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The Rise of Eco Fashion

Updated on September 11, 2013

Sustainable Eco fashion is a new and growing trend where fashionistas are adhering to the philosophies of sustainability and upcycling by repurposing materials in sustainable but wearable designs. According to Earth Pledge, "At least 8,000 chemicals are used to turn raw materials into textiles and 25% of the world's pesticides are used to grow non-organic cotton. This causes irreversible damage to people and the environment, and still two thirds of a garment's carbon footprint will occur after it is purchased." Within the Eco fashion industry, products are all created with the social responsibility to reduce the fashion world’s carbon footprint and support environmentalism. According to the Vogue’s May 2007 issue, sustainable fashion appears not to be a short-term trend but one which could last multiple seasons. This trend is becoming more and more popular with companies strongly publicizing their eco initiatives and with the public using this as a reason to support their wares.

Eco fashion is much more than duct tape dresses and trash bags refitted in fabrics, it uses all sorts of materials like parachutes, military blankets, wood chips and shower curtains to create couture that is wearable to the more avant-garde designs. Below are some great companies that are making eco fashion a viable way to be environmentally conscious instead of the more experimental outfits Lady Gaga would be more likely to embrace.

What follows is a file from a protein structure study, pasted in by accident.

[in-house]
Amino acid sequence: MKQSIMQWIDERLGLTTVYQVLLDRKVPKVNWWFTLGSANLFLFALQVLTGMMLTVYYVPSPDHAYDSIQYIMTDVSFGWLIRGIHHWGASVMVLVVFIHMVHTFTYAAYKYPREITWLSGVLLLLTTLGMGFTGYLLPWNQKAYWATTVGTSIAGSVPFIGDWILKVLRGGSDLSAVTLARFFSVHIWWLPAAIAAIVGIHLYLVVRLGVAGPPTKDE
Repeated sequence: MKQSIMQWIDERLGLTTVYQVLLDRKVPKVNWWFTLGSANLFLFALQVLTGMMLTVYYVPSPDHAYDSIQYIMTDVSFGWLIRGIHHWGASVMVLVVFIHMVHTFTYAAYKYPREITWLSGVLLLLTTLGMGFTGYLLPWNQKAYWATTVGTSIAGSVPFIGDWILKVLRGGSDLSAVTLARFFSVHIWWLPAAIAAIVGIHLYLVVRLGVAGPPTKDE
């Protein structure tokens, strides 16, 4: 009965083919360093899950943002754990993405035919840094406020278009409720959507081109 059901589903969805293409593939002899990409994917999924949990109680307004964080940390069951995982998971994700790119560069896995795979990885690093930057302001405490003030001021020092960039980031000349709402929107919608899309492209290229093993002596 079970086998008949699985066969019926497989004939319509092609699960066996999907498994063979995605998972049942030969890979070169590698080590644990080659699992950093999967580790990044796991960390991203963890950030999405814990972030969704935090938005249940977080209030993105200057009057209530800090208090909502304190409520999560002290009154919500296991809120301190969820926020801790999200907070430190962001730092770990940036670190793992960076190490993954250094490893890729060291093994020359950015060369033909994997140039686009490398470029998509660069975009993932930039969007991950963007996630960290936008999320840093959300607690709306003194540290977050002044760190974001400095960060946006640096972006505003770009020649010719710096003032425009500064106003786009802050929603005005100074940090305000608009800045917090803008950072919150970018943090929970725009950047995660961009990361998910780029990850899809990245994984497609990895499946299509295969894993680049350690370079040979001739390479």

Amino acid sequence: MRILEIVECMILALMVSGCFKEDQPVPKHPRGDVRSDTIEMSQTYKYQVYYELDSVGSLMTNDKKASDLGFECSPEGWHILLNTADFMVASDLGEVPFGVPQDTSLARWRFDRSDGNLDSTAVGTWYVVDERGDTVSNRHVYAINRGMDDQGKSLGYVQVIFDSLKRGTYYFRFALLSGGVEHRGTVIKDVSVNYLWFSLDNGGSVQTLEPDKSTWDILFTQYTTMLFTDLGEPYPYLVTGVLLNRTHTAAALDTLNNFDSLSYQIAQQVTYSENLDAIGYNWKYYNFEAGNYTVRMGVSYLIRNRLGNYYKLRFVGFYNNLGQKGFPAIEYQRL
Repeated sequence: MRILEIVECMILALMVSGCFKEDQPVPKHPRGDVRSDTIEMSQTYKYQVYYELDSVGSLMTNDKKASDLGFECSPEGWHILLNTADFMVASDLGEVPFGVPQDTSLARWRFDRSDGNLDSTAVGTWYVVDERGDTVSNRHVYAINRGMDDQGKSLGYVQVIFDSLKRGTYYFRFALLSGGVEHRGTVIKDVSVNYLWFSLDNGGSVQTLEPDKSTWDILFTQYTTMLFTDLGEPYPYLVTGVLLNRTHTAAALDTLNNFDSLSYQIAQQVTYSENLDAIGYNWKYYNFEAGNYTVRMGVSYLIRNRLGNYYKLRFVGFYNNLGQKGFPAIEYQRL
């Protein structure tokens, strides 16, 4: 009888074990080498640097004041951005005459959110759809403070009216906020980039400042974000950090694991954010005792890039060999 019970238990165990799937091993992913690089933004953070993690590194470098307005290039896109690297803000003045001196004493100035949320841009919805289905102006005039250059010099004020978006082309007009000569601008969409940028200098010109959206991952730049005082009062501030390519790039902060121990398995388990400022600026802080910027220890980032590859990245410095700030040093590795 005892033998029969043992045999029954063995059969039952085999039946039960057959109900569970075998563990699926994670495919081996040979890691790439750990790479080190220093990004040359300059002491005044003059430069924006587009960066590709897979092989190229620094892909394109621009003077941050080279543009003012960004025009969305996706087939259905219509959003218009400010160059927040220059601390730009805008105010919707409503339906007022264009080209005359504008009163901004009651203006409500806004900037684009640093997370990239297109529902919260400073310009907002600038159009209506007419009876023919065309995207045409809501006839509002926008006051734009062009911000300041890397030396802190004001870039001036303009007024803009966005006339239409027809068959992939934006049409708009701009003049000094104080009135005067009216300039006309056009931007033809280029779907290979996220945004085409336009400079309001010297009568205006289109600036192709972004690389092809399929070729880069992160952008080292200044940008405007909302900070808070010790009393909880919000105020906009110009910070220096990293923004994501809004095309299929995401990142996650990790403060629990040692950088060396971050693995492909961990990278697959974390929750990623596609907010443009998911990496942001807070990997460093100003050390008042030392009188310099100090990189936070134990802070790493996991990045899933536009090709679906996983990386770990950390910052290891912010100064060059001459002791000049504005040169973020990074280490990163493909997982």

Goodone

Goodone is an eco-smart company designing clothes that reflect contemporary London through conscious, modern design. This British retailer has made a line from reclaimed dead stock, end of toll fabrics and up-cycled knits mixed with natural fibers. The Shoulder Jumper above is a chic piece any women would love to wear and packs the eco punch by being made of up-cycled knits and organic cotton/wool. Goodone says they “believe that an intelligent approach to design

Oskar Metsavaht is the founder of e-Institute, a non-profit organization dedicated to raising awareness for sustainable human development; he is also the creative mind behind green brand, Osklen. This environmental thinker creates fashionable clothing and shoes for both men and women that range in materials from fabrics to high-tech fibers and the finest silks. Some of his more interesting designs include fish skin and recycled plastic water bottles, materials for shoes and pupunha wood for belts.

Prancing Leopard Organics is the perfect brand for all your active and loungewear needs. This yoga doing duo created Prancing Leopard to fit the need of organic active wear that was both stylish and comfortable for all fitness activities that also migrate into everyday life for the busy multitaskers. These clothes were specifically tailored as more appropriate to practice holistic yoga than confining synthetic yoga clothing designed for sport. This comfortable active wear is made from sustainable fibers and supports organic and sustainable farming practices.

UK designer Christopher Raeburn creates very stylish menswear but you’d never guess that it was crafted from unusual reclaimed military materials like wool blankets and parachutes. He became known for his re-appropriation of military fabrics and one iconic jacket from de-commissioned parachutes. Raeburn really does embody the environmental spirit with his use of reclaimed materials in ways most would have never initially thought possible.

Bibico

Bibico keeps things simple with their motto, “Pure. Simple. Style”. They keep it simple with basics in neutral colors that are ethically made, stitched, woven and knitted from 100% natural materials in fair trade cooperatives. Dress up their light summer dress by pairing it with great accessories or throw one of their knits on to keep warm on a wintery day. These are fresh, natural and simple designs to be worn every day.

Check out Eco Fashion World's website for great brands, articles and shopping guides, keeping you green friendly and stylish!

Check out this great post on eco fashion and some of the wild ways designers are manipulating their upcycled textiles.

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